The ongoing pandemic has highlighted many things, including how adaptable humans actually are. Just think of it: a few months ago, many of us went to work at an office, saw our children off to school in the morning, lived as much as we wanted to outdoors, and actually interacted face-to-face with people beyond our immediate family. How would you have reacted if sometime last year you were asked to stay at home for 2 months? I imagine that, like me, you would have said it was impossible. And yet like me, you probably adapted. The immense power of adaptability is that it can happen easily, when left unhindered…
We are very adaptable. Possibly more than we expect. All we need to do is to limit our innate resistance to change.
Adaptability can loosely be defined as being able to adjust to new conditions. Current circumstances have shown how important a quality this is. But in fact, adaptability turns out to be key under ‘more normal’ circumstances too. Think of all those times in which something hasn’t worked out as you intended it to. Or all those times in which circumstances turned against you. Did you make the most out of the change? Or did you fight tooth and nail to keep the status quo?
More often than not change is an unexpected (read ’unwelcome’) visitor. And yet you can learn to invite it over to your home by being adaptable – in other words seeing the opportunity in change. “How exactly do you harness the power of adaptability?” I hear you ask. Well, try to be aware of your attitude towards change and consciously decide how to react. It is human nature to focus on what change will take away, on the loss you will suffer. Well, let that happen for a bit to build acceptance. And from there start thinking of the benefits of the ‘new’.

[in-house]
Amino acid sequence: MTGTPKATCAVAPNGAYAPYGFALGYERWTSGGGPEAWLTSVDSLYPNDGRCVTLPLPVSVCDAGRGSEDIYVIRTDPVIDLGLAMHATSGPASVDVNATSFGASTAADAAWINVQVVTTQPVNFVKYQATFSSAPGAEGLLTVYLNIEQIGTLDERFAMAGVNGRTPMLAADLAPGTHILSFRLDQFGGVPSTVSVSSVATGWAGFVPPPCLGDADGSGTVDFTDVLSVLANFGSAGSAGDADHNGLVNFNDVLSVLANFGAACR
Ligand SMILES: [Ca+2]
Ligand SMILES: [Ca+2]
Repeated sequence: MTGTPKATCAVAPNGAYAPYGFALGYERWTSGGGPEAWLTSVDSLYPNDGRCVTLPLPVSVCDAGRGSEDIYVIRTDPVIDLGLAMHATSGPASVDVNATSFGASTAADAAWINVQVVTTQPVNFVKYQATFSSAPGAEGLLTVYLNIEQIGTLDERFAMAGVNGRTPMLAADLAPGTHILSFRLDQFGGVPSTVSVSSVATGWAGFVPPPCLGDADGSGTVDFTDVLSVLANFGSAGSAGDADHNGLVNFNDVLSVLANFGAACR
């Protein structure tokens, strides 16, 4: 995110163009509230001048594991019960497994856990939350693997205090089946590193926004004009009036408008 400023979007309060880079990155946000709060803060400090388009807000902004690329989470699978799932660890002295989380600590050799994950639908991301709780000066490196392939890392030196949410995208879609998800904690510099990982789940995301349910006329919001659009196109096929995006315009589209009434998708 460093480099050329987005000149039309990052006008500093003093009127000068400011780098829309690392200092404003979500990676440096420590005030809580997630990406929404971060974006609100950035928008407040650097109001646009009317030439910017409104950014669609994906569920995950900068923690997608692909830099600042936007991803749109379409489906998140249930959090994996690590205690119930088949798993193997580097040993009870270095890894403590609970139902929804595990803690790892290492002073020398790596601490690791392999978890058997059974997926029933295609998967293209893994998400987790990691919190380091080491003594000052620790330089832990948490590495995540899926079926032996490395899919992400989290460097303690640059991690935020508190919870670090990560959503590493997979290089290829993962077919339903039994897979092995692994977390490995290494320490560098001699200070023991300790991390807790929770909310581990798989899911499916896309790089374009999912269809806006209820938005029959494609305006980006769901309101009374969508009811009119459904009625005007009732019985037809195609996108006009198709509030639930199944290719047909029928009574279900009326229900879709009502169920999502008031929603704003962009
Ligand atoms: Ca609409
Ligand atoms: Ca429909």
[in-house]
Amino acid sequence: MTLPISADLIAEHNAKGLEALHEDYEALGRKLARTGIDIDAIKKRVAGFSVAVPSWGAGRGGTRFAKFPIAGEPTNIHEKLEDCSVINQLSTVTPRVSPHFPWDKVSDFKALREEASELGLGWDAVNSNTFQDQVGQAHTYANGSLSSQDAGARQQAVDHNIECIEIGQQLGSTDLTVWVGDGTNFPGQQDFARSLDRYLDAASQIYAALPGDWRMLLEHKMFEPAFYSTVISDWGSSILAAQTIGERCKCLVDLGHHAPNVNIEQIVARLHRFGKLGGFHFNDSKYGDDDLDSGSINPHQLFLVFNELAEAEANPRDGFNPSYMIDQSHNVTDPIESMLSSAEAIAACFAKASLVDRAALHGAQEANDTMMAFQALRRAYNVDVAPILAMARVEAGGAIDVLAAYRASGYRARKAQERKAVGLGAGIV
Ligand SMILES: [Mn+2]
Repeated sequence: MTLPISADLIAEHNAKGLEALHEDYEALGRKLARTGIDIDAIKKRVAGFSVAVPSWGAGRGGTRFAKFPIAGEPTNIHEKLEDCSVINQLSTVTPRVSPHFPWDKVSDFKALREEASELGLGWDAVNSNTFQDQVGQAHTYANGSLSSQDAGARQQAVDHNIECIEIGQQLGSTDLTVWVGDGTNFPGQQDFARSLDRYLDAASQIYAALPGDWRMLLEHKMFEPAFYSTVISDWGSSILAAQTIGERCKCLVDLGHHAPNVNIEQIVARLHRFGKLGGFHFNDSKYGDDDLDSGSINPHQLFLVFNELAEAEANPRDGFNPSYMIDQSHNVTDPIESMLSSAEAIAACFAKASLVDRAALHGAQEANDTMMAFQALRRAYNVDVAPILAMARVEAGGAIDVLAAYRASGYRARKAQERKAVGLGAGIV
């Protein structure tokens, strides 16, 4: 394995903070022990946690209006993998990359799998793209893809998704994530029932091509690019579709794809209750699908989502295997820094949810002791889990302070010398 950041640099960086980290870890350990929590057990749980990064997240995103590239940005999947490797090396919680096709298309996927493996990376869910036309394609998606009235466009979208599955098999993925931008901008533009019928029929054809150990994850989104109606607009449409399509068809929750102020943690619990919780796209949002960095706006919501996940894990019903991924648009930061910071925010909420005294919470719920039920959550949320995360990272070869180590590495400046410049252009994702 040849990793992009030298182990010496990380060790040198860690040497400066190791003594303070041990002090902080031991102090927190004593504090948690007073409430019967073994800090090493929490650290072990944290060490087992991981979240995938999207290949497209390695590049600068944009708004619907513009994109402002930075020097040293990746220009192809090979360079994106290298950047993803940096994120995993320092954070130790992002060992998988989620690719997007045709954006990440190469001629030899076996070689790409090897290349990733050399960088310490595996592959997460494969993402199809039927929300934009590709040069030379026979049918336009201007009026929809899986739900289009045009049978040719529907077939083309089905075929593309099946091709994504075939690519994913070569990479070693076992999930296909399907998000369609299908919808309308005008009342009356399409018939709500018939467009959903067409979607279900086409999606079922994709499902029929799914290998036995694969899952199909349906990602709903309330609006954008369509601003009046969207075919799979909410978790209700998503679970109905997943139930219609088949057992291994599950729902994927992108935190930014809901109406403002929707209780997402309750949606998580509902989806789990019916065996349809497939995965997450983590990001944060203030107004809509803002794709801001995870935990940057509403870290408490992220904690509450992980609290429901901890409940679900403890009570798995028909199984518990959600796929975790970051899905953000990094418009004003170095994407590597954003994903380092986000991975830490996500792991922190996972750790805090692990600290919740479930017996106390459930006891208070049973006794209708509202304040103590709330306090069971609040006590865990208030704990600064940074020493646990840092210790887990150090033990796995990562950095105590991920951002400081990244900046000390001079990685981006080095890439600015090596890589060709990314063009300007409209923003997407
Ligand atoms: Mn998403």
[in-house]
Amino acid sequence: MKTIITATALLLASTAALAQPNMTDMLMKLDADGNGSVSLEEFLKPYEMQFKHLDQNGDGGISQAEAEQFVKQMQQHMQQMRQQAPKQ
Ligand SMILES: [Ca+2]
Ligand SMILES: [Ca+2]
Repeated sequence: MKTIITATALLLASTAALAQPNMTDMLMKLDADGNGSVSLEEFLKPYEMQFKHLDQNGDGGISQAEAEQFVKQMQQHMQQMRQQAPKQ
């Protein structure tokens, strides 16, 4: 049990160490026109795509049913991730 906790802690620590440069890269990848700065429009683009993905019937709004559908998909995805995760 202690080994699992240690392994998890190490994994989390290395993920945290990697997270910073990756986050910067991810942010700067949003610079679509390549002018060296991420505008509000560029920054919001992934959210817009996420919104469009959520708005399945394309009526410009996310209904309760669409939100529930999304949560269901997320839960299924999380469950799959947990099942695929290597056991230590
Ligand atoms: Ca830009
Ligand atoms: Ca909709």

“The secret of change is to focus all of your energy not on fighting the old, but on building the new.”
So, rather than insisting on repeating ways that have worked in the past, try pushing yourself outside your comfort zone and trying something new. Just change the plan… This experimentation will lead you to some non-starters, but for sure you will gradually innovate more. And if you see failure as an opportunity to try again with a bit more wisdom, you will always be in a winning position. Over time you will develop a mindset of “why it might work” instead of “why it won’t work”. You will become more comfortable with uncertainty and more willing to tolerate ongoing risk.
I have been through a lot of changes in my life. Some felt better than others, some were downright painful! I suppose I realized along the way that resistance was not only futile but actually made things worse. So now I try not to dwell too much on the loss. Rather I focus on the potential gain – and it seems that I manage to seize more opportunities out of challenges now. I guess I am on the train as it leaves the station!